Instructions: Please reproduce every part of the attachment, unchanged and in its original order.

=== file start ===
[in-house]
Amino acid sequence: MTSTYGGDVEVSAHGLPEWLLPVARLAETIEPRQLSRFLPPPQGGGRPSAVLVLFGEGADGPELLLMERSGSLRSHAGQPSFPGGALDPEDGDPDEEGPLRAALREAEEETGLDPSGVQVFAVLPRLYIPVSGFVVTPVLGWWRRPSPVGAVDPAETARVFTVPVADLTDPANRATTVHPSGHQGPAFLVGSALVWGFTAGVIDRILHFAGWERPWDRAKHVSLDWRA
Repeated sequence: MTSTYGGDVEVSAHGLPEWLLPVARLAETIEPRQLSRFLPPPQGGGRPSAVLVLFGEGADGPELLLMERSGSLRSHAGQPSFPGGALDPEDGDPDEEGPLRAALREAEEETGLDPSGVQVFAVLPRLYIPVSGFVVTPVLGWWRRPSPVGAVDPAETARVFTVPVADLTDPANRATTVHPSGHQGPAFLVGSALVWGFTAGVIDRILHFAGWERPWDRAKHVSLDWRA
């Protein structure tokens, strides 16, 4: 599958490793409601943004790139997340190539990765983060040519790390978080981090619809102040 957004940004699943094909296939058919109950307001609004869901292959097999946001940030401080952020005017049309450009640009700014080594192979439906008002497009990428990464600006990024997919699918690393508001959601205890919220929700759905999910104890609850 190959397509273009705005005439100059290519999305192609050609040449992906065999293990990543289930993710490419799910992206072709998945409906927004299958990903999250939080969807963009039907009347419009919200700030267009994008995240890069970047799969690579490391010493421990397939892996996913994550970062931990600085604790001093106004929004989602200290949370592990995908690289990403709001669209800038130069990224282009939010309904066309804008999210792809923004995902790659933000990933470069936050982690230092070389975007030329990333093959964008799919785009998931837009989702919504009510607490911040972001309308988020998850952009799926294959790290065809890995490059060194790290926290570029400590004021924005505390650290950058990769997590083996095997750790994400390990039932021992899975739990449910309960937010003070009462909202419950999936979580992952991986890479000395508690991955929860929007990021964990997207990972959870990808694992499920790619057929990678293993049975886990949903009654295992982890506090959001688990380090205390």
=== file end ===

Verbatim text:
[in-house]
Amino acid sequence: MTSTYGGDVEVSAHGLPEWLLPVARLAETIEPRQLSRFLPPPQGGGRPSAVLVLFGEGADGPELLLMERSGSLRSHAGQPSFPGGALDPEDGDPDEEGPLRAALREAEEETGLDPSGVQVFAVLPRLYIPVSGFVVTPVLGWWRRPSPVGAVDPAETARVFTVPVADLTDPANRATTVHPSGHQGPAFLVGSALVWGFTAGVIDRILHFAGWERPWDRAKHVSLDWRA
Repeated sequence: MTSTYGGDVEVSAHGLPEWLLPVARLAETIEPRQLSRFLPPPQGGGRPSAVLVLFGEGADGPELLLMERSGSLRSHAGQPSFPGGALDPEDGDPDEEGPLRAALREAEEETGLDPSGVQVFAVLPRLYIPVSGFVVTPVLGWWRRPSPVGAVDPAETARVFTVPVADLTDPANRATTVHPSGHQGPAFLVGSALVWGFTAGVIDRILHFAGWERPWDRAKHVSLDWRA
């Protein structure tokens, strides 16, 4: 599958490793409601943004790139997340190539990765983060040519790390978080981090619809102040 957004940004699943094909296939058919109950307001609004869901292959097999946001940030401080952020005017049309450009640009700014080594192979439906008002497009990428990464600006990024997919699918690393508001959601205890919220929700759905999910104890609850 190959397509273009705005005439100059290519999305192609050609040449992906065999293990990543289930993710490419799910992206072709998945409906927004299958990903999250939080969807963009039907009347419009919200700030267009994008995240890069970047799969690579490391010493421990397939892996996913994550970062931990600085604790001093106004929004989602200290949370592990995908690289990403709001669209800038130069990224282009939010309904066309804008999210792809923004995902790659933000990933470069936050982690230092070389975007030329990333093959964008799919785009998931837009989702919504009510607490911040972001309308988020998850952009799926294959790290065809890995490059060194790290926290570029400590004021924005505390650290950058990769997590083996095997750790994400390990039932021992899975739990449910309960937010003070009462909202419950999936979580992952991986890479000395508690991955929860929007990021964990997207990972959870990808694992499920790619057929990678293993049975886990949903009654295992982890506090959001688990380090205390």